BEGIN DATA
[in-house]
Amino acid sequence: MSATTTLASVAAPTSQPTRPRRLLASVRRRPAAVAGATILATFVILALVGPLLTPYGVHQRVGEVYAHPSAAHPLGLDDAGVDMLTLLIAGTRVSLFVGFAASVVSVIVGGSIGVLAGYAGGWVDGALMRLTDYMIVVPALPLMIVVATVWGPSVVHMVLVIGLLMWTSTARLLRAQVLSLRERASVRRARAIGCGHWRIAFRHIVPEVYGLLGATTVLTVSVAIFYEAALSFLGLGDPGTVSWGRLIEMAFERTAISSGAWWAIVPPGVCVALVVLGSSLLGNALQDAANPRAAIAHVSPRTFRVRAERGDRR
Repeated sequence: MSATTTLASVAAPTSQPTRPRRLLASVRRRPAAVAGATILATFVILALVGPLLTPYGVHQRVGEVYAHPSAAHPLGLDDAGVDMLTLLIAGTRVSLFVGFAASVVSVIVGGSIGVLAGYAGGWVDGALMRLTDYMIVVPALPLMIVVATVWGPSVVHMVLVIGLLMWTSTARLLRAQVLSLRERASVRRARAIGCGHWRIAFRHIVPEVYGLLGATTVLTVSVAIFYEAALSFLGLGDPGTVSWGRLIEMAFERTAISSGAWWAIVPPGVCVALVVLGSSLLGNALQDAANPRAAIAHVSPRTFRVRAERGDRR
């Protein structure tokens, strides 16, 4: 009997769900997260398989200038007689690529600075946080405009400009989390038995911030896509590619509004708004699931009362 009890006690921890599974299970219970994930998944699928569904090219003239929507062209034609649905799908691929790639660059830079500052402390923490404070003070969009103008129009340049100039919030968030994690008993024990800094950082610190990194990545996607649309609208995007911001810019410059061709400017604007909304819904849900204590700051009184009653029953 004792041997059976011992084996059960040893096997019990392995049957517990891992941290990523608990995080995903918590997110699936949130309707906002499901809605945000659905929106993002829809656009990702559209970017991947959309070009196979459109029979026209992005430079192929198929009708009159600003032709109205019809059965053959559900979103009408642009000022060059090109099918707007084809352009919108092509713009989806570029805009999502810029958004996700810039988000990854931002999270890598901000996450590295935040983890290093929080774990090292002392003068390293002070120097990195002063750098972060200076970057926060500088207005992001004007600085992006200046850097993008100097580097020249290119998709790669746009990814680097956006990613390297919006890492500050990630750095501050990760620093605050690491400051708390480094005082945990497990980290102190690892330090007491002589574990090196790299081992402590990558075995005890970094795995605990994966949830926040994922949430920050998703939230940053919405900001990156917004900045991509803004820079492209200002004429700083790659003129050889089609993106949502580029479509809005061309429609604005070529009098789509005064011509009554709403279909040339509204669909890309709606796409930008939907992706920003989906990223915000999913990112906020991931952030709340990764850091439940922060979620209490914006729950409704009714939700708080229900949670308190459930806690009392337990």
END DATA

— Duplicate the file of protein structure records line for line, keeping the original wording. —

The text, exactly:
[in-house]
Amino acid sequence: MSATTTLASVAAPTSQPTRPRRLLASVRRRPAAVAGATILATFVILALVGPLLTPYGVHQRVGEVYAHPSAAHPLGLDDAGVDMLTLLIAGTRVSLFVGFAASVVSVIVGGSIGVLAGYAGGWVDGALMRLTDYMIVVPALPLMIVVATVWGPSVVHMVLVIGLLMWTSTARLLRAQVLSLRERASVRRARAIGCGHWRIAFRHIVPEVYGLLGATTVLTVSVAIFYEAALSFLGLGDPGTVSWGRLIEMAFERTAISSGAWWAIVPPGVCVALVVLGSSLLGNALQDAANPRAAIAHVSPRTFRVRAERGDRR
Repeated sequence: MSATTTLASVAAPTSQPTRPRRLLASVRRRPAAVAGATILATFVILALVGPLLTPYGVHQRVGEVYAHPSAAHPLGLDDAGVDMLTLLIAGTRVSLFVGFAASVVSVIVGGSIGVLAGYAGGWVDGALMRLTDYMIVVPALPLMIVVATVWGPSVVHMVLVIGLLMWTSTARLLRAQVLSLRERASVRRARAIGCGHWRIAFRHIVPEVYGLLGATTVLTVSVAIFYEAALSFLGLGDPGTVSWGRLIEMAFERTAISSGAWWAIVPPGVCVALVVLGSSLLGNALQDAANPRAAIAHVSPRTFRVRAERGDRR
């Protein structure tokens, strides 16, 4: 009997769900997260398989200038007689690529600075946080405009400009989390038995911030896509590619509004708004699931009362 009890006690921890599974299970219970994930998944699928569904090219003239929507062209034609649905799908691929790639660059830079500052402390923490404070003070969009103008129009340049100039919030968030994690008993024990800094950082610190990194990545996607649309609208995007911001810019410059061709400017604007909304819904849900204590700051009184009653029953 004792041997059976011992084996059960040893096997019990392995049957517990891992941290990523608990995080995903918590997110699936949130309707906002499901809605945000659905929106993002829809656009990702559209970017991947959309070009196979459109029979026209992005430079192929198929009708009159600003032709109205019809059965053959559900979103009408642009000022060059090109099918707007084809352009919108092509713009989806570029805009999502810029958004996700810039988000990854931002999270890598901000996450590295935040983890290093929080774990090292002392003068390293002070120097990195002063750098972060200076970057926060500088207005992001004007600085992006200046850097993008100097580097020249290119998709790669746009990814680097956006990613390297919006890492500050990630750095501050990760620093605050690491400051708390480094005082945990497990980290102190690892330090007491002589574990090196790299081992402590990558075995005890970094795995605990994966949830926040994922949430920050998703939230940053919405900001990156917004900045991509803004820079492209200002004429700083790659003129050889089609993106949502580029479509809005061309429609604005070529009098789509005064011509009554709403279909040339509204669909890309709606796409930008939907992706920003989906990223915000999913990112906020991931952030709340990764850091439940922060979620209490914006729950409704009714939700708080229900949670308190459930806690009392337990």